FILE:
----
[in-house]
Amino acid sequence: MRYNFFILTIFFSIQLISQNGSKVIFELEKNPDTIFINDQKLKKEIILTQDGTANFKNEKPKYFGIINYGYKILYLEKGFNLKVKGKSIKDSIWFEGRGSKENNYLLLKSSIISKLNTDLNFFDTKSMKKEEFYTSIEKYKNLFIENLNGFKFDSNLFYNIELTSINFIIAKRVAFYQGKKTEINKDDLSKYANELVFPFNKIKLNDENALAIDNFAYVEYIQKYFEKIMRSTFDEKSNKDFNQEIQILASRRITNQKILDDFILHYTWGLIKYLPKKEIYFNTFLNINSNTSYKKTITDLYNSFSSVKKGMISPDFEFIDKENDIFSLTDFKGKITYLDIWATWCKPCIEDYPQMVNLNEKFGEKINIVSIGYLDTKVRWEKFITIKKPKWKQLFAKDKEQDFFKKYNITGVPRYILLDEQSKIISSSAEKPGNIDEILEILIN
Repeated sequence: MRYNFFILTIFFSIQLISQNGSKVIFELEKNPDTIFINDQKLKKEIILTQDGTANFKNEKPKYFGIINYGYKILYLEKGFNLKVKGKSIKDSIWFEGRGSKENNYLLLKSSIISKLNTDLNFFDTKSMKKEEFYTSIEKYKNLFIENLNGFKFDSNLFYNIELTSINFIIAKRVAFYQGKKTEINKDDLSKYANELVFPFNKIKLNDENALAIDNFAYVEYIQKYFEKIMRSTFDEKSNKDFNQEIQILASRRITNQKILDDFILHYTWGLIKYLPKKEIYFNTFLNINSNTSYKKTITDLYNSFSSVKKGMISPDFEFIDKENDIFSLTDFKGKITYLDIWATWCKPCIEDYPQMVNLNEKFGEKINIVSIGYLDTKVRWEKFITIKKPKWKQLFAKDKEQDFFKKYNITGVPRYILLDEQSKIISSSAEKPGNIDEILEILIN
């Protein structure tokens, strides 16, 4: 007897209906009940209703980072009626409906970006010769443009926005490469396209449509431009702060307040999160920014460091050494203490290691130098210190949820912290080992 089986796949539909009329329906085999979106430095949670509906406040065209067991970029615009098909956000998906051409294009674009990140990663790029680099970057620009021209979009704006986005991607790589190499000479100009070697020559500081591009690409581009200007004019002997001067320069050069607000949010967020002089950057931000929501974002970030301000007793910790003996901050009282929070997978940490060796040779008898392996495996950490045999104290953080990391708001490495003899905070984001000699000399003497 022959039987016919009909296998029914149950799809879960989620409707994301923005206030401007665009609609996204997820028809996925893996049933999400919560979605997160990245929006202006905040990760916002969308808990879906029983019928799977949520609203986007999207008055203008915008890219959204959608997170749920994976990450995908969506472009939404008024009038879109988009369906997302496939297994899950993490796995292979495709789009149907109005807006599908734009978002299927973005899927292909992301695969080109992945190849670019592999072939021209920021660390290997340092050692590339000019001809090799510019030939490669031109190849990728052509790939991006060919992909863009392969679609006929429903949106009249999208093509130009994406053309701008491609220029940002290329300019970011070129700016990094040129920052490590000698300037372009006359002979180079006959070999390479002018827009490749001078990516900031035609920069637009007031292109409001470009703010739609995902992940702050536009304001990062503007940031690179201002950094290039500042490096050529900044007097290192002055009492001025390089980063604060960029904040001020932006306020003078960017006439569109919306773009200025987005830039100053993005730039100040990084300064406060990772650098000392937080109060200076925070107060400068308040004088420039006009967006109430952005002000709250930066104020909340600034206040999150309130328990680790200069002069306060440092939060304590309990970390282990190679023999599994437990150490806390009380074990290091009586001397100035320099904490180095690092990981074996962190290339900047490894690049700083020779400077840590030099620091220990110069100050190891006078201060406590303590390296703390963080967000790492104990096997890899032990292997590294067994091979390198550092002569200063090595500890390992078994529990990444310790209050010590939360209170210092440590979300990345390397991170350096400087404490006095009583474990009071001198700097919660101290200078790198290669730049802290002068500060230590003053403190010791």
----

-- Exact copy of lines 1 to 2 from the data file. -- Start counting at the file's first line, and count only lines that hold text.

[in-house]
Amino acid sequence: MRYNFFILTIFFSIQLISQNGSKVIFELEKNPDTIFINDQKLKKEIILTQDGTANFKNEKPKYFGIINYGYKILYLEKGFNLKVKGKSIKDSIWFEGRGSKENNYLLLKSSIISKLNTDLNFFDTKSMKKEEFYTSIEKYKNLFIENLNGFKFDSNLFYNIELTSINFIIAKRVAFYQGKKTEINKDDLSKYANELVFPFNKIKLNDENALAIDNFAYVEYIQKYFEKIMRSTFDEKSNKDFNQEIQILASRRITNQKILDDFILHYTWGLIKYLPKKEIYFNTFLNINSNTSYKKTITDLYNSFSSVKKGMISPDFEFIDKENDIFSLTDFKGKITYLDIWATWCKPCIEDYPQMVNLNEKFGEKINIVSIGYLDTKVRWEKFITIKKPKWKQLFAKDKEQDFFKKYNITGVPRYILLDEQSKIISSSAEKPGNIDEILEILIN